The primary tumor often arises in the tonsils and does not show surface dysplasia. TUmors often grown in a vaguely lobulated fashion.
Basaloid growth characerized by crowded hyperchromatic cells with scant cytoplasm is highly characteristic. However, not all basaloid tumors are HPV positive.
A corresponding positive node shows uniformly strong p16 staining. The immunostaining staining status for p16 strongly correlates with HPV status.
p16 is present in the surface of the tumor.
Many penetrating lymphocytes within the tumor is a characteristic feature of p16+ oropharygeal cancers.
The corresponding p16 stains the malignant population and spares the benign squamous epithelium.
Tumors are often keratinizing but limited in its extent.
In the US, about 40-80% of oropharyngeal cancers are associated with HPV 16. HPV-driven head and neck squamous cell carcinomas arise most often in the linguil and palatine tonsils as in this case.
HPV has a predilection for the highly specialized reticulated epithelium that lines the tonisllar crypts. The virus requires basal epithelial cells capable of proliferation, gaining access to the basal layer of stratified squamous epithelium through structural breaks in the stratified
epithelial superstructure. Overall, about 25% of all head and neck squamous cell carcinomas contain detectible HPV DNA (Allen).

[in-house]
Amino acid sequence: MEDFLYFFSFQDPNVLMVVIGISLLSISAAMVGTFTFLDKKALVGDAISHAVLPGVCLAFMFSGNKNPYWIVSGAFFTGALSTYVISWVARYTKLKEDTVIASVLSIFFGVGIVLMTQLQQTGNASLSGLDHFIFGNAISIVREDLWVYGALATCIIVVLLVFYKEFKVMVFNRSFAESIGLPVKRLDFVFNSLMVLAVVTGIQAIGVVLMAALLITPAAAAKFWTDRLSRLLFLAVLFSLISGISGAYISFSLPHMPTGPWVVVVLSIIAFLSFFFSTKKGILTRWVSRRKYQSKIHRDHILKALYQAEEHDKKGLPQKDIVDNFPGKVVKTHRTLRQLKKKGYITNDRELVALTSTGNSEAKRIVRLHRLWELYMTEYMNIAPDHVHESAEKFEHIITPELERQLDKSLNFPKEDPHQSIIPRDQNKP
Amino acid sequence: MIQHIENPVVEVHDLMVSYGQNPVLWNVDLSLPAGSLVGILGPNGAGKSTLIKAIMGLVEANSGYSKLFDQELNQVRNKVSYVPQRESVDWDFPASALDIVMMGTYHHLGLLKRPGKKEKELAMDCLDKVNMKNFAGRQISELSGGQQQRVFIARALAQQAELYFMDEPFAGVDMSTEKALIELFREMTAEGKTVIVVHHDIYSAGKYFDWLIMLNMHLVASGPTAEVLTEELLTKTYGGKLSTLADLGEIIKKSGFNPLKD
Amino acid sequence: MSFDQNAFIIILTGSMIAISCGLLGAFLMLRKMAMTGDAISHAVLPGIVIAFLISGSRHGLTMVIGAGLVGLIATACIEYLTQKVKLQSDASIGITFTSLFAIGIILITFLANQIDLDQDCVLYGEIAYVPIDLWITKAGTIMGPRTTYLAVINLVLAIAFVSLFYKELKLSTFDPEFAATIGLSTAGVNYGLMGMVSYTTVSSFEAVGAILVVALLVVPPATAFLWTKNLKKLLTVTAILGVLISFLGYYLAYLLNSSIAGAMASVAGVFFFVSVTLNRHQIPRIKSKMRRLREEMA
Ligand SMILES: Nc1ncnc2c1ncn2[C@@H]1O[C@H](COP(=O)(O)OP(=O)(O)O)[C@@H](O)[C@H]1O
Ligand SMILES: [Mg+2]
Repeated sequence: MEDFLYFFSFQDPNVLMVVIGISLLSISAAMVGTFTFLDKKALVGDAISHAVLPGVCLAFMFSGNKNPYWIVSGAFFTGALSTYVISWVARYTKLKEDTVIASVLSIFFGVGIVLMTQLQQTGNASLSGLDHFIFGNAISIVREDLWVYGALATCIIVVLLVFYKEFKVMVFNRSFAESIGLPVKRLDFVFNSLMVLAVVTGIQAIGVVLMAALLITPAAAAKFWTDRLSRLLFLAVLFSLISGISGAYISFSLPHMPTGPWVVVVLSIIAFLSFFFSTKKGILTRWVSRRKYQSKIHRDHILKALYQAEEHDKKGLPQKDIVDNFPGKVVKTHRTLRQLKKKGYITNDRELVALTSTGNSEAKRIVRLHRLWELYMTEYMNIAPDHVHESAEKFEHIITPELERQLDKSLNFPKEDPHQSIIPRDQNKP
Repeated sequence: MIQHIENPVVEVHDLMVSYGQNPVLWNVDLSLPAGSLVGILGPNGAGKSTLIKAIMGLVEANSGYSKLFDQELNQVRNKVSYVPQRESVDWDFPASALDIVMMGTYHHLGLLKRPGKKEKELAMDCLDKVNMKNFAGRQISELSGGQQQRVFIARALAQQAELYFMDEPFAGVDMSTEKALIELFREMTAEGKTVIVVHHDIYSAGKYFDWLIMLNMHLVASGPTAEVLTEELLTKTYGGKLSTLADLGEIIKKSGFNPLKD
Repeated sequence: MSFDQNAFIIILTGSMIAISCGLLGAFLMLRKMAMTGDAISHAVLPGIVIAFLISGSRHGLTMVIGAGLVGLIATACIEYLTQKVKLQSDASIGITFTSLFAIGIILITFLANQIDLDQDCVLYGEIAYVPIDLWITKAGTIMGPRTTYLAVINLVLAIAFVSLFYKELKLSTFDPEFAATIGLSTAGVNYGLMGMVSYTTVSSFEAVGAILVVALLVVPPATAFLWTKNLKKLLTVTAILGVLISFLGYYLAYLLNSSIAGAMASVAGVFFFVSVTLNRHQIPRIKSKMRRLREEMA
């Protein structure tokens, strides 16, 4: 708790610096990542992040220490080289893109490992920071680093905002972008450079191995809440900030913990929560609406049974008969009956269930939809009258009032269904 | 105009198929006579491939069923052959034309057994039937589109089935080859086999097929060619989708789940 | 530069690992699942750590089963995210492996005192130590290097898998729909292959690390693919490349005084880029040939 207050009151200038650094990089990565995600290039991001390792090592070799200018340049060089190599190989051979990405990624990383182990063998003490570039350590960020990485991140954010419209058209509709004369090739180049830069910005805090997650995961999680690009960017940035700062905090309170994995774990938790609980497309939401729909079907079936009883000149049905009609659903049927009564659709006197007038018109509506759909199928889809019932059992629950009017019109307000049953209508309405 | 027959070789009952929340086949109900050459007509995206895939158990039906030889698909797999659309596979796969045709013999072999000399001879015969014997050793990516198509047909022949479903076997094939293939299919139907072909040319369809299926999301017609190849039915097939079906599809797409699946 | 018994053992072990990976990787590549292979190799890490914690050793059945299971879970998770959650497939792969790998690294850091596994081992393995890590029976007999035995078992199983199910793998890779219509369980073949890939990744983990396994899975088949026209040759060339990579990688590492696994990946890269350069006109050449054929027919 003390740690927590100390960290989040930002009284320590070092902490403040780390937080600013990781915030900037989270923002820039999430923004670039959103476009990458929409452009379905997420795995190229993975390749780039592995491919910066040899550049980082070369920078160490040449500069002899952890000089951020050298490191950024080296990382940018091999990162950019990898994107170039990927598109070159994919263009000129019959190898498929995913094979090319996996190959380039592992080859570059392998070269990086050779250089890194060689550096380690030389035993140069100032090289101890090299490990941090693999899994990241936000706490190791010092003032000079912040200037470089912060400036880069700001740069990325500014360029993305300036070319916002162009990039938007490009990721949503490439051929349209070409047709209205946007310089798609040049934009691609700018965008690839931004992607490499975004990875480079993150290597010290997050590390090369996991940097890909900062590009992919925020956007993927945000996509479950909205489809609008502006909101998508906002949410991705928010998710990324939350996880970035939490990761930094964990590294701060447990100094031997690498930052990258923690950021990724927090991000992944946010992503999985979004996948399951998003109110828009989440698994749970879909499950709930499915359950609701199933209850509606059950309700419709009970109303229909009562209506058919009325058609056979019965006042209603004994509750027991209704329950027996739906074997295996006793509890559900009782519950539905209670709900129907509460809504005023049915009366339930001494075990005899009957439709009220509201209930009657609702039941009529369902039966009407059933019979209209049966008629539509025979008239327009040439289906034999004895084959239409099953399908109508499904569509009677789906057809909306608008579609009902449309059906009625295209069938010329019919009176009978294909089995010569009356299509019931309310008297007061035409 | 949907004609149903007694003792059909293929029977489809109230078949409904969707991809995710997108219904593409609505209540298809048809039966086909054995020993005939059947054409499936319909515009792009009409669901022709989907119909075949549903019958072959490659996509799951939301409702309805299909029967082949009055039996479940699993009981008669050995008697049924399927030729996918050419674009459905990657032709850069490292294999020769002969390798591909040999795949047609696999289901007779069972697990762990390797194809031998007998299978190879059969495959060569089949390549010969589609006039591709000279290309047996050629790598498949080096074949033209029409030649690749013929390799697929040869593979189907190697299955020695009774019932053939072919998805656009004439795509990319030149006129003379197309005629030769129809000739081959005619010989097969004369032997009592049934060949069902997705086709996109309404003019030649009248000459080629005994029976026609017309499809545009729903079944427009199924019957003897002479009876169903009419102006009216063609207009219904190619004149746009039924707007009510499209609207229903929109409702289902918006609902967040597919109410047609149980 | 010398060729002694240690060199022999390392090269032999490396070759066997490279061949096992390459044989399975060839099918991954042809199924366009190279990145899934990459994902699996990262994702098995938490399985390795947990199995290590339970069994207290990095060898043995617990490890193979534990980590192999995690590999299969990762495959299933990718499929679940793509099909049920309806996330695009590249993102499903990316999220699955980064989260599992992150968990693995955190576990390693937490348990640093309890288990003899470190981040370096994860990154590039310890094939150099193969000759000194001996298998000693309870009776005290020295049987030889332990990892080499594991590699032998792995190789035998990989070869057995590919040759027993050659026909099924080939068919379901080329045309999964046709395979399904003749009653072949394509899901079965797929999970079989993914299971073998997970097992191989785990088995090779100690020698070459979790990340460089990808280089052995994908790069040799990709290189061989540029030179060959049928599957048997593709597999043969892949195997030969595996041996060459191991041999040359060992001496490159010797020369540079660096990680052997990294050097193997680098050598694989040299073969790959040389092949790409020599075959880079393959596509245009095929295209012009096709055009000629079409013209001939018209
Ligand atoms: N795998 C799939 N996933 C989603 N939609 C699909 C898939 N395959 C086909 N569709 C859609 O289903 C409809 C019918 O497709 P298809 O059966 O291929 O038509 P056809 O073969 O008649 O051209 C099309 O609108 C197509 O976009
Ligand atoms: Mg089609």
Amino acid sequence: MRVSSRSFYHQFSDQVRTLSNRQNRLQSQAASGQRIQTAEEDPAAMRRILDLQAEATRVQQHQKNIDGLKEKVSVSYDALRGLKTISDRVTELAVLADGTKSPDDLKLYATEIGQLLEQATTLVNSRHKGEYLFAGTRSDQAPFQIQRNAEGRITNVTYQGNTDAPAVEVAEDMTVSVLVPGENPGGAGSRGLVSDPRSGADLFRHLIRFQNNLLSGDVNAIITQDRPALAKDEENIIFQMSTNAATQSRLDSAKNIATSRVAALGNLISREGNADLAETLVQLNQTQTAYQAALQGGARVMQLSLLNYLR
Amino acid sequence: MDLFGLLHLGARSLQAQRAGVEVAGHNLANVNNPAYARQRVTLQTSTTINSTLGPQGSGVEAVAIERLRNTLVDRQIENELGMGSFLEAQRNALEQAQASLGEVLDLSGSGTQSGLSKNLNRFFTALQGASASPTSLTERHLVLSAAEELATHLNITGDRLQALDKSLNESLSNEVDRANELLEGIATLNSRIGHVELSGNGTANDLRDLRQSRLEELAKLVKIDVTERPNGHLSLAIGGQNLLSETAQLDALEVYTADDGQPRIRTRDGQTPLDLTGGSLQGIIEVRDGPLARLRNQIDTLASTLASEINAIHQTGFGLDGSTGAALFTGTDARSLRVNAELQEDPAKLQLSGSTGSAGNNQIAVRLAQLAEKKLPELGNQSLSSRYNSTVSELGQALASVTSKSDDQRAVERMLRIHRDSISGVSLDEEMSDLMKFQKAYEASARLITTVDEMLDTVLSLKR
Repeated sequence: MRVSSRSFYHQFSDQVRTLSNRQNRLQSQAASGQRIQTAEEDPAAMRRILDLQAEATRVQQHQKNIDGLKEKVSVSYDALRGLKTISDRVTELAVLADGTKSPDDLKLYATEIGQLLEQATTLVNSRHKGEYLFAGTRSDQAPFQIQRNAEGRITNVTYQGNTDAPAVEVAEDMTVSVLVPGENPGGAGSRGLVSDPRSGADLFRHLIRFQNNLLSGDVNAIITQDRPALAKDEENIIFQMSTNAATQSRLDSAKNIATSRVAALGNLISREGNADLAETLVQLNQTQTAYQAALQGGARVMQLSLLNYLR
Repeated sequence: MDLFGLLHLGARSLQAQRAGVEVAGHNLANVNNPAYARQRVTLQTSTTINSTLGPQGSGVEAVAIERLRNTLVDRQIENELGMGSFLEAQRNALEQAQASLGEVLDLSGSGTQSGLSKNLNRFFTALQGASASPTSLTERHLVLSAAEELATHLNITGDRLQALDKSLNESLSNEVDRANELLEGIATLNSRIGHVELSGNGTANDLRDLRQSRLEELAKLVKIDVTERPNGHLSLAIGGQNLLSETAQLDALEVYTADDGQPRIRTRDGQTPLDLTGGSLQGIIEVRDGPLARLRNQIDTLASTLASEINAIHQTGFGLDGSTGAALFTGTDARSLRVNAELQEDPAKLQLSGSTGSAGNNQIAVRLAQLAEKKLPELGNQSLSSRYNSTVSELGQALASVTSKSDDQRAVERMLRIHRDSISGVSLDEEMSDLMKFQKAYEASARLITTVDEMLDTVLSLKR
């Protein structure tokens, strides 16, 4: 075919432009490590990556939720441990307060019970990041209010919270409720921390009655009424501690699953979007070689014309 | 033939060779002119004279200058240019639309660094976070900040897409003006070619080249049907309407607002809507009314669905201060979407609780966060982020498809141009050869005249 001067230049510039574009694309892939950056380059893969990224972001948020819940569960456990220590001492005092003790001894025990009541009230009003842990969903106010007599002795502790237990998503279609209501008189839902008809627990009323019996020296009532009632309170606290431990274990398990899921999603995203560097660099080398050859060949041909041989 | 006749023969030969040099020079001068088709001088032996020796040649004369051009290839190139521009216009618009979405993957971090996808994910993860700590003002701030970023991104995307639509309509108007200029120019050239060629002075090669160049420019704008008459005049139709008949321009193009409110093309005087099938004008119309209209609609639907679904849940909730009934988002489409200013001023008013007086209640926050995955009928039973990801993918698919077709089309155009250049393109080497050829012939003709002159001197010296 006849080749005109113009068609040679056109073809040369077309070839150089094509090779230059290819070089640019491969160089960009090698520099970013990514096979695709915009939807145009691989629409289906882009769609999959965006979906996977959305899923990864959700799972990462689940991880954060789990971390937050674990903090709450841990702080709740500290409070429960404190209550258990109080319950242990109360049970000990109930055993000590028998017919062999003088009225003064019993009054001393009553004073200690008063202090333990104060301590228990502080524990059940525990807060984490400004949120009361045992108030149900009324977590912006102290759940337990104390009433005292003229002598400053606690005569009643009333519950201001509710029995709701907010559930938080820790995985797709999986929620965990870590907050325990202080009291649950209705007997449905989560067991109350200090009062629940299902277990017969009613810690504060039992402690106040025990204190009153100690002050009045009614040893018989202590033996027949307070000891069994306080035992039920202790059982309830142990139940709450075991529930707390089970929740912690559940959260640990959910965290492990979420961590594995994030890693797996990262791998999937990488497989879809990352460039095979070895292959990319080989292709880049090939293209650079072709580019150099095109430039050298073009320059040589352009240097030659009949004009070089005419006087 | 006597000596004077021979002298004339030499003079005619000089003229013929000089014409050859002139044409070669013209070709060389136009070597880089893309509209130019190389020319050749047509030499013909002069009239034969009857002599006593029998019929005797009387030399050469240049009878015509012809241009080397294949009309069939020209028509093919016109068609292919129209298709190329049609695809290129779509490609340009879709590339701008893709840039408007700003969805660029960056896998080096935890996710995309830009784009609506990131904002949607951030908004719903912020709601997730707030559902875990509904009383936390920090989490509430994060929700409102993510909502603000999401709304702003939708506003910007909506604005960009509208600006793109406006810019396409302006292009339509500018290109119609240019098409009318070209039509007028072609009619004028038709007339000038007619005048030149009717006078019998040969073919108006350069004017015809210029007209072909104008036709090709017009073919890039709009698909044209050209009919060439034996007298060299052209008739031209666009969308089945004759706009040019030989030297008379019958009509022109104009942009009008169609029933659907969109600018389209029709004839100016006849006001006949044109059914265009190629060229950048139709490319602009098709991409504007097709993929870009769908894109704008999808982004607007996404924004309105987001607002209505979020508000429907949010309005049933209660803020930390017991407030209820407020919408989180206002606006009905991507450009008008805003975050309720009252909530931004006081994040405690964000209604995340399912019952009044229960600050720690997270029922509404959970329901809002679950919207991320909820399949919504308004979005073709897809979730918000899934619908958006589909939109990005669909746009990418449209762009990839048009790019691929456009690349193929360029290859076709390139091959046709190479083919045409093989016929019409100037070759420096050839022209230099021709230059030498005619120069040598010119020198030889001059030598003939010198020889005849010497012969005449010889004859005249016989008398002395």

Patients are often younger and lack the extensive smoking and/or alcohol abuse history .
Treatment for locally advances (T3-4 or N2-3) oropharygeal cancer involves surgery and adjuvant radiation with or without concurrent cisplatin, or more usually, concurrent chemoradiation for preservation of speech and swallowing function.
Patients have a significant improvement in survival when treated with adjuvant therapy. These tumors often present in early T stage but node positive stage, yielding many patients with clinical stage III or IV. Overall, HPV+ ENT tumors do better than HPV- ones. When restricted to oropharyngeal cases, overall survival at 2 years has been shown to be as high as 94% for HPV+ cases, compared to 58% for HPV- (Fakhry).
These tumors represent a unique subset oropharyngeal squamous cell carcinoma with the lack of tobacco/EtOH association, increased responsivenss to therapy, and improved prognosis
Fakhry C, et al. Improved survival of patients with human papillomavirus-positive head and neck squamous cell carcinoma in a prospective clinical trial. J Natl Cancer Inst 100. 261-269, 2008.
Allen CT,et al. Human papillomavirus and oropharynx cancer: biology, detection and clinical implications. Laryngoscope. 2010 Sep;120(9):1756-72.